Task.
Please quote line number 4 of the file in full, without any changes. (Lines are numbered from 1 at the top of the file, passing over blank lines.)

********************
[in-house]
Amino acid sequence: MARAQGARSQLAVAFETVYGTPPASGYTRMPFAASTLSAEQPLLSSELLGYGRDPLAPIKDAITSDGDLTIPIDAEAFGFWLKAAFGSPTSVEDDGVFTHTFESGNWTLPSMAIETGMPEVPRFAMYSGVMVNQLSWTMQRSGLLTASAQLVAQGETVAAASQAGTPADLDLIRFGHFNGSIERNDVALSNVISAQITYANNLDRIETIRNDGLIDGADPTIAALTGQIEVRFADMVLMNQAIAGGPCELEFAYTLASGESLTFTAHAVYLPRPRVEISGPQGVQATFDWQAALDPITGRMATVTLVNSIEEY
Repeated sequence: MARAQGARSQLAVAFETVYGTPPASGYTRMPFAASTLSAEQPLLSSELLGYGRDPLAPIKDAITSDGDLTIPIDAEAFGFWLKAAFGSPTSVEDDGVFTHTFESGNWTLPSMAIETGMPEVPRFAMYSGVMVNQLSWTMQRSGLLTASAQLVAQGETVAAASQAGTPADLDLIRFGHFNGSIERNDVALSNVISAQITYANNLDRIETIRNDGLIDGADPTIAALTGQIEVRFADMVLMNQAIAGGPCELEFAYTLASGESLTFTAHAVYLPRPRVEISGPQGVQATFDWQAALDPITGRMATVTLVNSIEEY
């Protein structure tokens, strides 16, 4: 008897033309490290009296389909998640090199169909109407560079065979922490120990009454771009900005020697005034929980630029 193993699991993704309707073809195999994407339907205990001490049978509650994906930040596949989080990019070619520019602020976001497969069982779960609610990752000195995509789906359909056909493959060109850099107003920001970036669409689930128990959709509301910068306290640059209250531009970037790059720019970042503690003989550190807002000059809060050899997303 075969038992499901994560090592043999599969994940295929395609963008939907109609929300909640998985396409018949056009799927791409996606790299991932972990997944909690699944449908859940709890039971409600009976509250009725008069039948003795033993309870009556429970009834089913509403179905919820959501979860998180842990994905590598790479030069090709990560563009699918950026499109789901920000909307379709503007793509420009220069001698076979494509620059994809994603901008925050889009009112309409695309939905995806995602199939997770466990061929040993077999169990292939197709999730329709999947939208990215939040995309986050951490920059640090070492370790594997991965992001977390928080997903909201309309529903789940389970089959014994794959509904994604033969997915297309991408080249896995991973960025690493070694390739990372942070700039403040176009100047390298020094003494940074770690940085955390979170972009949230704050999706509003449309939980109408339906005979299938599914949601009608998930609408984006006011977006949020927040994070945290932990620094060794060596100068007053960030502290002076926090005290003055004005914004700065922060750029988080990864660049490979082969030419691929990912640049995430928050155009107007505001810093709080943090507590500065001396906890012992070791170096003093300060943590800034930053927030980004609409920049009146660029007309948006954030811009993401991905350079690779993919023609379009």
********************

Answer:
């Protein structure tokens, strides 16, 4: 008897033309490290009296389909998640090199169909109407560079065979922490120990009454771009900005020697005034929980630029 193993699991993704309707073809195999994407339907205990001490049978509650994906930040596949989080990019070619520019602020976001497969069982779960609610990752000195995509789906359909056909493959060109850099107003920001970036669409689930128990959709509301910068306290640059209250531009970037790059720019970042503690003989550190807002000059809060050899997303 075969038992499901994560090592043999599969994940295929395609963008939907109609929300909640998985396409018949056009799927791409996606790299991932972990997944909690699944449908859940709890039971409600009976509250009725008069039948003795033993309870009556429970009834089913509403179905919820959501979860998180842990994905590598790479030069090709990560563009699918950026499109789901920000909307379709503007793509420009220069001698076979494509620059994809994603901008925050889009009112309409695309939905995806995602199939997770466990061929040993077999169990292939197709999730329709999947939208990215939040995309986050951490920059640090070492370790594997991965992001977390928080997903909201309309529903789940389970089959014994794959509904994604033969997915297309991408080249896995991973960025690493070694390739990372942070700039403040176009100047390298020094003494940074770690940085955390979170972009949230704050999706509003449309939980109408339906005979299938599914949601009608998930609408984006006011977006949020927040994070945290932990620094060794060596100068007053960030502290002076926090005290003055004005914004700065922060750029988080990864660049490979082969030419691929990912640049995430928050155009107007505001810093709080943090507590500065001396906890012992070791170096003093300060943590800034930053927030980004609409920049009146660029007309948006954030811009993401991905350079690779993919023609379009």